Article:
In 1969, in Pass Christian, Mississippi, a group of people were preparing to have a “hurricane party” in the face of a storm named Camille. Were they ignorant of the dangers? Could they have been overconfident? Did they let their egos and pride influence their decision? We’ll never know.
What we do know is that the wind was howling outside the posh Richelieu Apartments when Police Chief Jerry Peralta pulled up sometime after dark. Facing the beach less than 250 feet from the surf, the apartments were directly in the line of danger. A man with a drink in his hand came out to the second floor balcony and waved. Peralta yelled up, “You all need to clear out of here as quickly as you can. The storm’s getting worse.” But as others joined the man on the balcony, they just laughed at Peralta’s order to leave. “This is my land,” one of them yelled back. “If you want me off, you’ll have to arrest me.”
Peralta didn’t arrest anyone, but he wasn’t able to persuade them to leave either. He wrote down the names of the next of kin of the twenty or so people who gathered there to party through the storm. They laughed as he took their names. They had been warned, but they had no intention of leaving.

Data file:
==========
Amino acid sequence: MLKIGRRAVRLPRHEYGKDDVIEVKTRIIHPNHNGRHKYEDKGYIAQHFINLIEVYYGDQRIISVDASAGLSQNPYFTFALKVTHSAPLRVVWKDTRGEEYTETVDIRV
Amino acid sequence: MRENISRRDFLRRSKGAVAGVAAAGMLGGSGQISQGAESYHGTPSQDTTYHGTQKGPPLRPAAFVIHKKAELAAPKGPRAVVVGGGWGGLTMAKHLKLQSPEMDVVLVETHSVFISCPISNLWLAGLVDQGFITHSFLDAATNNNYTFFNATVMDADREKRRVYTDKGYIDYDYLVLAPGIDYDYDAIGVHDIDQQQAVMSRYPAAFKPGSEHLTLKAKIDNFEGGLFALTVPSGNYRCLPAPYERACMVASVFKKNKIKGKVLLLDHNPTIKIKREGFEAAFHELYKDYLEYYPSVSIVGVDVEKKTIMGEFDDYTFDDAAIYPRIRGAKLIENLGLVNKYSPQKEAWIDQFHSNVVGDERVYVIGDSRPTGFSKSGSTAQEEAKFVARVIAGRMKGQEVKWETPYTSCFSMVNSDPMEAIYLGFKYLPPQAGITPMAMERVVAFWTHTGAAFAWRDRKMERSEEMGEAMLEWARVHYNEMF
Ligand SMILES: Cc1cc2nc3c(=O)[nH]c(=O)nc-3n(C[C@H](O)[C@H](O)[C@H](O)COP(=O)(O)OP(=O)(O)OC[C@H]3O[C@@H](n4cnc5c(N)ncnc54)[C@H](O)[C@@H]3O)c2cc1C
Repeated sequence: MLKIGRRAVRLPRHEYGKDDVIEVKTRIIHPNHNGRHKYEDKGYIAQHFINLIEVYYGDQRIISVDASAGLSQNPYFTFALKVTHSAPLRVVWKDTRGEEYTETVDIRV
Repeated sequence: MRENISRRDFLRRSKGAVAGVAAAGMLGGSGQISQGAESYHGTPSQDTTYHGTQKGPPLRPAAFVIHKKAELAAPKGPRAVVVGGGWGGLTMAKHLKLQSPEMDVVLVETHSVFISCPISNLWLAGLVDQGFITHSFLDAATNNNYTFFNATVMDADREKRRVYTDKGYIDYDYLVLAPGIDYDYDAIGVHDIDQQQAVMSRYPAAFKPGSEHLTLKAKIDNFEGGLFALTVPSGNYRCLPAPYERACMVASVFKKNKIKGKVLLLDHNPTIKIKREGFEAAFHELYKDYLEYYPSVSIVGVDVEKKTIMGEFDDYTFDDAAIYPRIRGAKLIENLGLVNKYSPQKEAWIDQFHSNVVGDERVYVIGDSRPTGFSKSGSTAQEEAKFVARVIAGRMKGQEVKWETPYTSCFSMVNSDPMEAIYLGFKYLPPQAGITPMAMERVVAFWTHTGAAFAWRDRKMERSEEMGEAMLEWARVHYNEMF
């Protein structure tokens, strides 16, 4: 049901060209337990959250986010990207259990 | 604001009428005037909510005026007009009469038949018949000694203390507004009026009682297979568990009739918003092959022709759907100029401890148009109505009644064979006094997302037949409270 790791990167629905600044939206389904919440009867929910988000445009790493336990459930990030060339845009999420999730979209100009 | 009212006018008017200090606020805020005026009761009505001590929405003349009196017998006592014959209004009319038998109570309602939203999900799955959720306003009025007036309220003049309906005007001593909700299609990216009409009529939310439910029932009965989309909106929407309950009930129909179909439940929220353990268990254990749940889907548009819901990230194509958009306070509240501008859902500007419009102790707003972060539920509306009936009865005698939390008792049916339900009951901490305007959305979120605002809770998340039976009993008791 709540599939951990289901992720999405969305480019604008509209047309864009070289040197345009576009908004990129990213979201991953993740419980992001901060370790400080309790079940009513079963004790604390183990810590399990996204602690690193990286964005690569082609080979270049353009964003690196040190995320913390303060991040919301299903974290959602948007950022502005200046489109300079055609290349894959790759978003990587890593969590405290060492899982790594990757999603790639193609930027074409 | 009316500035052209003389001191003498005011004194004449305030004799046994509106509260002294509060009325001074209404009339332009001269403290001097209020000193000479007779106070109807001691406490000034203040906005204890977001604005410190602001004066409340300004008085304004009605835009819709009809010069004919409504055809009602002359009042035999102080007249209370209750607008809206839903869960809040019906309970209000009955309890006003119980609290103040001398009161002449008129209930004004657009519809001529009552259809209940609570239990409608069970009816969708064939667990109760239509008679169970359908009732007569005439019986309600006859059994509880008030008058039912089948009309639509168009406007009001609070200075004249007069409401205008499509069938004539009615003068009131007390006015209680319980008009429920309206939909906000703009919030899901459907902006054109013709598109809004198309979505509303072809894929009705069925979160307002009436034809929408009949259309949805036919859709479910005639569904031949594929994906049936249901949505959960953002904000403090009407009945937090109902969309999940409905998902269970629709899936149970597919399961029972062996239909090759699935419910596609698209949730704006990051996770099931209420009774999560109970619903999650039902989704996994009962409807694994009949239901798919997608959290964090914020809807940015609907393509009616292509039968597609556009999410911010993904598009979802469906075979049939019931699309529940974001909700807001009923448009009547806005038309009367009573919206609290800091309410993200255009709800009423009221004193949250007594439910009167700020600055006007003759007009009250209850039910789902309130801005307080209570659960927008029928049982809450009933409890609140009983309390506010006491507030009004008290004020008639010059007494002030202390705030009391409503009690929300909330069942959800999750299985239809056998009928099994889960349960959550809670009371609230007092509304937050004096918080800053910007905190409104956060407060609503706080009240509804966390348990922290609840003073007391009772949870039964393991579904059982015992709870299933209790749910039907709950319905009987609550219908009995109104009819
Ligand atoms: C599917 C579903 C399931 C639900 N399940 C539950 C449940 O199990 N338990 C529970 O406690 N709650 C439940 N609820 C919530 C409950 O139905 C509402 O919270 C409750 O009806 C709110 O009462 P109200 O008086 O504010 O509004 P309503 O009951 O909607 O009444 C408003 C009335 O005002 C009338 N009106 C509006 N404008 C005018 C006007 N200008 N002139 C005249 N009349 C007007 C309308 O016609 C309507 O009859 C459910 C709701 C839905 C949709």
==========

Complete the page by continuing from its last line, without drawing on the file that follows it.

It was 10:15 p.m. when the front wall of the storm came ashore. Scientists clocked Camille’s wind speed at more than 205 miles per hour, the strongest on record. Raindrops hit with the force of bullets, and waves off the Gulf Coast crested between 22 and 28 feet high.
News reports later showed that the worst damage came at the little settlement of motels, go-go bars, and gambling houses known as Pass Christian, Mississippi, where some twenty people were killed at a hurricane party in the Richelieu Apartments. Nothing was left of that three-story structure but the foundation; the only survivor was a five-year-old boy found clinging to a mattress the following day.
It is my fear that sometimes we treat sin with same amount of gumption as these individuals did with the storm. We know sin’s destructive power; we know the dangers that surround it; we know the destroyed lives that can be left in its wake. And yet sometimes we still choose to stand in the path of sin. Let’s be like the man of which the psalmist spoke. “Blessed is the man Who walks not in the counsel of the ungodly, Nor stands in the path of sinners, Nor sits in the seat of the scornful; But his delight is in the law of the Lord, And in His law he meditates day and night” (Psalms 1:1-2).
Let’s be like that man, and let’s avoid the impending danger of sin!
Ripley church of Christ